FIG. 5 shows an assembly view of a four-port (two input, two output) optical switching assembly 50 suitable for use in a LAN. The assembly 50 can be viewed as being derived from the previously described optical switching assembly 30 by the addition of a fourth port formed by fiber segment F4 fitting into fiber recess FR4, together with lenslet L4 fitting into lenslet recess LR4, plus a second mirror surface MS2 of the mirror M parallel to the first surface MS1.
FIG. 6 shows a top view of the assembly 50 when the mirror M is out of the optical path (off-line, by-pass mode). As indicated in FIG. 6, when the mirror M is located in a position which is thus outside of the optical path, optical radiation exiting from the first fiber segment F1 then passes the switching arrangement 60 into the second fiber F2. At the same time, an optical beam propagating in the fourth fiber segment F4 from another light source (not shown) passes into the fiber segment F3 but with an attenuated optical intensity (indicated by a dotted line), owing to a deliberately selected offset distance d of fiber segment F3 relative to fiber segment F4 (together with the same offset in their respective lenslets L3 and L4). The thus attenuated beam entering into the fiber segment F3, is useful for self-testing operations as more fully described below. An absorber A can be added, if need be, to absorb the (excess) light coming from the fiber segment F4, i.e., to absorb the light which does not enter into the fiber segment F3.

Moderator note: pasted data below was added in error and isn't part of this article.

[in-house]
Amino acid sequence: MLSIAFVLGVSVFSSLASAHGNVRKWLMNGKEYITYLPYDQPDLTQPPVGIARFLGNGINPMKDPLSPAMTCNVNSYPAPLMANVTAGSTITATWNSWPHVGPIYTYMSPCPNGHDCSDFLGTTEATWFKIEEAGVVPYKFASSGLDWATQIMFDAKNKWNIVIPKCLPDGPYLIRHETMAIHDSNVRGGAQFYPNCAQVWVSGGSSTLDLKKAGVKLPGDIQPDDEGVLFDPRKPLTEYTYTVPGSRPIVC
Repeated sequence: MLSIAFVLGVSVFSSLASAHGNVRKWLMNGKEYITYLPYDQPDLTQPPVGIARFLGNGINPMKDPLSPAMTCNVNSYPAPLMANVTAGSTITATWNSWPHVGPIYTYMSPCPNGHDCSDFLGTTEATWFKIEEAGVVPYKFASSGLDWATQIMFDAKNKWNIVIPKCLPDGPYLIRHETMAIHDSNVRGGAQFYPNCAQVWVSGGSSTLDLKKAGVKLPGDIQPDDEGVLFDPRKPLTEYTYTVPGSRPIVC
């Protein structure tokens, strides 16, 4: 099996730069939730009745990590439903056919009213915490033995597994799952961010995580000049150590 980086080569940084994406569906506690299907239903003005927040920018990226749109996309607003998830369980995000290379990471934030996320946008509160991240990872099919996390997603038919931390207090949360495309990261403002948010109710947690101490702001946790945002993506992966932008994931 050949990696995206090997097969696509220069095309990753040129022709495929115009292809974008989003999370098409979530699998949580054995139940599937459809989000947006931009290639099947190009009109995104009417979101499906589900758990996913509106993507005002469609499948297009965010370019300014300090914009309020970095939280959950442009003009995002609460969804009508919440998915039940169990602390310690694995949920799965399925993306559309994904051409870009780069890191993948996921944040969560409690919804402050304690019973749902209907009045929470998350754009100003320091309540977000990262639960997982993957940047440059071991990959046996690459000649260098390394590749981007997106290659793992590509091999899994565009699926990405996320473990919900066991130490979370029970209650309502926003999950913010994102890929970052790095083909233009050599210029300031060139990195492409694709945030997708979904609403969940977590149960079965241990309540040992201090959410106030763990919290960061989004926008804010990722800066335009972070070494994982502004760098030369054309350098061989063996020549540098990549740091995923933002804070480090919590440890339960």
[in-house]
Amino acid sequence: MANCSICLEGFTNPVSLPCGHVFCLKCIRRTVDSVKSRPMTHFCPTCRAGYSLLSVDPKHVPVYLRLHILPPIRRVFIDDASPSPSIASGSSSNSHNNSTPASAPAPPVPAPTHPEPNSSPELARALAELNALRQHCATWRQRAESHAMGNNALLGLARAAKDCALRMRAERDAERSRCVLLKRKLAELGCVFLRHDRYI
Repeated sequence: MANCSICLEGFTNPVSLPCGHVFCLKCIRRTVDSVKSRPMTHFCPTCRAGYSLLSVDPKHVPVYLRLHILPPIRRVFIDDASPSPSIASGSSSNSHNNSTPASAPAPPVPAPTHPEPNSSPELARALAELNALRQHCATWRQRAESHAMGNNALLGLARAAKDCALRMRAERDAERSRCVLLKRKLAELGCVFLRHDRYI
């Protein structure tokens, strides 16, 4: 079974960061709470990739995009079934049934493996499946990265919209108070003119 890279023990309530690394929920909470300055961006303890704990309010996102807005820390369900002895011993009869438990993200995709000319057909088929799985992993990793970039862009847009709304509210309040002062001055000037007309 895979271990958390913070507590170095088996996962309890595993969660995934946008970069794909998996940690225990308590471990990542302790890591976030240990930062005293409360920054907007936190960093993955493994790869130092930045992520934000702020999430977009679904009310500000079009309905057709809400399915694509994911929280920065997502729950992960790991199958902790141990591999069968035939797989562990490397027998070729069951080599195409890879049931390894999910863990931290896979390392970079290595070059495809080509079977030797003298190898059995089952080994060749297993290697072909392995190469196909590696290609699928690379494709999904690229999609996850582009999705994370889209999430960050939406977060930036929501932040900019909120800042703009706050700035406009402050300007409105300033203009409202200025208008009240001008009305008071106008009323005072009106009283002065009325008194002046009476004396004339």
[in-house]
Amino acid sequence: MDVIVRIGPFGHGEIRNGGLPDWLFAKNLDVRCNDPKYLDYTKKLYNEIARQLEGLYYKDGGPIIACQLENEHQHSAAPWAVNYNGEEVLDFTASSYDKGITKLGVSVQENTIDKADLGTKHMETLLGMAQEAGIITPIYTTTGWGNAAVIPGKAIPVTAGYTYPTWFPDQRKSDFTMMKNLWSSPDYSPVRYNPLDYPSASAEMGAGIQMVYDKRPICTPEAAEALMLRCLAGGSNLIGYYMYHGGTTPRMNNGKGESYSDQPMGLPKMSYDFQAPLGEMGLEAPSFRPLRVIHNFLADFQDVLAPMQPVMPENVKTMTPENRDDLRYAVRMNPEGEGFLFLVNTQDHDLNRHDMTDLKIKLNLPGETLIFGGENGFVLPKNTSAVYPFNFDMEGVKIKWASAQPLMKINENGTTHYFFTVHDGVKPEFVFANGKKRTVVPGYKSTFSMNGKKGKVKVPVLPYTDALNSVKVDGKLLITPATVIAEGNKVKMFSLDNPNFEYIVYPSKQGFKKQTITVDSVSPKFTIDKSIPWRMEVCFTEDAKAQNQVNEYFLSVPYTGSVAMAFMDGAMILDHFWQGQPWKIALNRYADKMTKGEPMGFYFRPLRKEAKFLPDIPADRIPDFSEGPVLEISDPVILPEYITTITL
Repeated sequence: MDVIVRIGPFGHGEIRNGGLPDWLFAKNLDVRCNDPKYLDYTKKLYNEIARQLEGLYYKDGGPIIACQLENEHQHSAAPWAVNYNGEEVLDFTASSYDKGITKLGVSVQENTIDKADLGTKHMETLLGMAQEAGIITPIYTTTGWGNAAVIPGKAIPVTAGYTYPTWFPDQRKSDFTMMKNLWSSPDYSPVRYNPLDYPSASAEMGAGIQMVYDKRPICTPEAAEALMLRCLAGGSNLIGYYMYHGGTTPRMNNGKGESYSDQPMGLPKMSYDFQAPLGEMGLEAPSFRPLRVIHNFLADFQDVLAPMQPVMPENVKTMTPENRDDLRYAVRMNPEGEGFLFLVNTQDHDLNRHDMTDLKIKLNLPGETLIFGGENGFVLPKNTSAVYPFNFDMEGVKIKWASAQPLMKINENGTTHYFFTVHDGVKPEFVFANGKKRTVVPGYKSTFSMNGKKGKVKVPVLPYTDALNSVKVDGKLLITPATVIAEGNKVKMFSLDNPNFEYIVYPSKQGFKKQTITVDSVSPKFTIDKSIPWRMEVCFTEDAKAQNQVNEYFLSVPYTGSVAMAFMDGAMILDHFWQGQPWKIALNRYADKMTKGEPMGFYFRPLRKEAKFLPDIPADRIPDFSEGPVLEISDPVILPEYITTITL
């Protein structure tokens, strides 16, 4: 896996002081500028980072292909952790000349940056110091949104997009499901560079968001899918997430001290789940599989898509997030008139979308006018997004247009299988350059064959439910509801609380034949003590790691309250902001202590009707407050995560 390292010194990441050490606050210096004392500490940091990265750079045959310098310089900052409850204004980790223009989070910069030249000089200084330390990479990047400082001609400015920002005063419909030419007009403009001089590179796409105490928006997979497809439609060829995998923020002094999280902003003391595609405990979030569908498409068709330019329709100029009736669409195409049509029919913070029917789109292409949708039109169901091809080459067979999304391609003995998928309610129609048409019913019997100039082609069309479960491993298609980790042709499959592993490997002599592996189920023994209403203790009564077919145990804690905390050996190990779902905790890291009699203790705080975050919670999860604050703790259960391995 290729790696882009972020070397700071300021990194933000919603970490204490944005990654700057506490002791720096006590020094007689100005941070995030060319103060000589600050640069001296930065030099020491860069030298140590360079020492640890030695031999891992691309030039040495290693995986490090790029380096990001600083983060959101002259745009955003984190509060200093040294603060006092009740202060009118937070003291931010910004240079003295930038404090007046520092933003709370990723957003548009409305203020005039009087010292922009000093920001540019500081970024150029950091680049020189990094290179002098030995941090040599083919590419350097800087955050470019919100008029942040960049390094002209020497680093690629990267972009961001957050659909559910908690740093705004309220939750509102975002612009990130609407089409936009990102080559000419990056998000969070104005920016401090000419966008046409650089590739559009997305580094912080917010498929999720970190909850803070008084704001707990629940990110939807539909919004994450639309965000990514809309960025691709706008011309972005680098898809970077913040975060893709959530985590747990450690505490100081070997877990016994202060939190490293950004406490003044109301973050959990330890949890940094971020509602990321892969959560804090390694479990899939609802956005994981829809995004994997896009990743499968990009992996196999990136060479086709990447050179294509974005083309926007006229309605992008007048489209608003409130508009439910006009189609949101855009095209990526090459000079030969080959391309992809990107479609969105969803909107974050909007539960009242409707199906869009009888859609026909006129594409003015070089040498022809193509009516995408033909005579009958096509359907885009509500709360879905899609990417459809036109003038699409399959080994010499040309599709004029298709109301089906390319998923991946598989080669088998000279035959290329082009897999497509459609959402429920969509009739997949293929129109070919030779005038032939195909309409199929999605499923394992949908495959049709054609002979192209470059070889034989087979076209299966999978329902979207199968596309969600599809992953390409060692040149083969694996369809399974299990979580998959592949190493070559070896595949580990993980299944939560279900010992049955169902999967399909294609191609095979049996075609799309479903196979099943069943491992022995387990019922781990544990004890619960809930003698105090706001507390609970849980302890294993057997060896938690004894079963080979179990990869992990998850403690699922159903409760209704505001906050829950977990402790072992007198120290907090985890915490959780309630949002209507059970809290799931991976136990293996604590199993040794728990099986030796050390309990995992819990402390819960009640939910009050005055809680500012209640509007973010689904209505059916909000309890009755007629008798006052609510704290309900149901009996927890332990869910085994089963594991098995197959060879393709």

FIG. 7 shows a top view of the switching assembly 50 (FIG. 5) when the mirror is in the path of the optical beam (active mode). As indicated in FIG. 7, when the mirror M is thus moved into the optical path, the optical beam exiting from the fiber segment F1 is passed into the switching arrangement 70 where it is reflected by the first surface MS1 of the mirror M and directed into the third fiber segment F3. At the same time, light exiting from the fiber segment F4 is reflected by the second surface MS2 of the mirror M and enters into the fiber segment F2. By making the thickness (distance between frontside and backside) of the mirror M equal to d/√2 (=d cos 45° ), if the arrangement 60 is aligned properly, so also will the arrangement 70 be aligned properly. In particular, in FIG. 6 substantially all of the beam exiting from F1 will enter into F2, and only a portion of the cross section of the beam exiting from F4 will enter into F3; whereas in FIG. 7 substantially all of the beam exiting from F1 will enter with F3; and substantially all of the beam exiting from F4 will enter into F2.
FIG. 8 shows a LAN loop 800 composed of a plurality of similar local stations exemplified by a typical local station composed of node 80 together with the four-port optical switching assembly 50 described above. For example, there are a total of six such local stations interconnected by six fiber segments. One of the stations may typically function as a main station, but in any event it operates in similar manner as the others insofar as relevant here.